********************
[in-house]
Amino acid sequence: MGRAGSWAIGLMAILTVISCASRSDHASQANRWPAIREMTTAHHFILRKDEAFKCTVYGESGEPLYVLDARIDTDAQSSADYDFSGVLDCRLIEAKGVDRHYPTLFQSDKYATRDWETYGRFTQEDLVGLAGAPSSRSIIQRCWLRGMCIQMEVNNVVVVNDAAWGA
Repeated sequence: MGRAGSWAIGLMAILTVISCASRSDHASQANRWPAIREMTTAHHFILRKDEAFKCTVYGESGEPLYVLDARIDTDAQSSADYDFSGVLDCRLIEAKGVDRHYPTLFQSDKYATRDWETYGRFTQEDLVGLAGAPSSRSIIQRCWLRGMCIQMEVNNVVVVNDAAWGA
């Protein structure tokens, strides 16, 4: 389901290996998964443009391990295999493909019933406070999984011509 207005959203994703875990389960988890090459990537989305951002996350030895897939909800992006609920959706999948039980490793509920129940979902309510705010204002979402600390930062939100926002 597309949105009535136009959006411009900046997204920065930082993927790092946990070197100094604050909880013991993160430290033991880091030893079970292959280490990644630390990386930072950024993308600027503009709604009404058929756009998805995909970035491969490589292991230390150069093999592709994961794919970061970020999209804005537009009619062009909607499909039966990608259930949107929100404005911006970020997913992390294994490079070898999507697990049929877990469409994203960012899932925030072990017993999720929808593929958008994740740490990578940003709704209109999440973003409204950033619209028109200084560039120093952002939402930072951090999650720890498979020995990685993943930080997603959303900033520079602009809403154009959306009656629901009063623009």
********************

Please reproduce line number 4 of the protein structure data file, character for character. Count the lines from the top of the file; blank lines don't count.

């Protein structure tokens, strides 16, 4: 389901290996998964443009391990295999493909019933406070999984011509 207005959203994703875990389960988890090459990537989305951002996350030895897939909800992006609920959706999948039980490793509920129940979902309510705010204002979402600390930062939100926002 597309949105009535136009959006411009900046997204920065930082993927790092946990070197100094604050909880013991993160430290033991880091030893079970292959280490990644630390990386930072950024993308600027503009709604009404058929756009998805995909970035491969490589292991230390150069093999592709994961794919970061970020999209804005537009009619062009909607499909039966990608259930949107929100404005911006970020997913992390294994490079070898999507697990049929877990469409994203960012899932925030072990017993999720929808593929958008994740740490990578940003709704209109999440973003409204950033619209028109200084560039120093952002939402930072951090999650720890498979020995990685993943930080997603959303900033520079602009809403154009959306009656629901009063623009």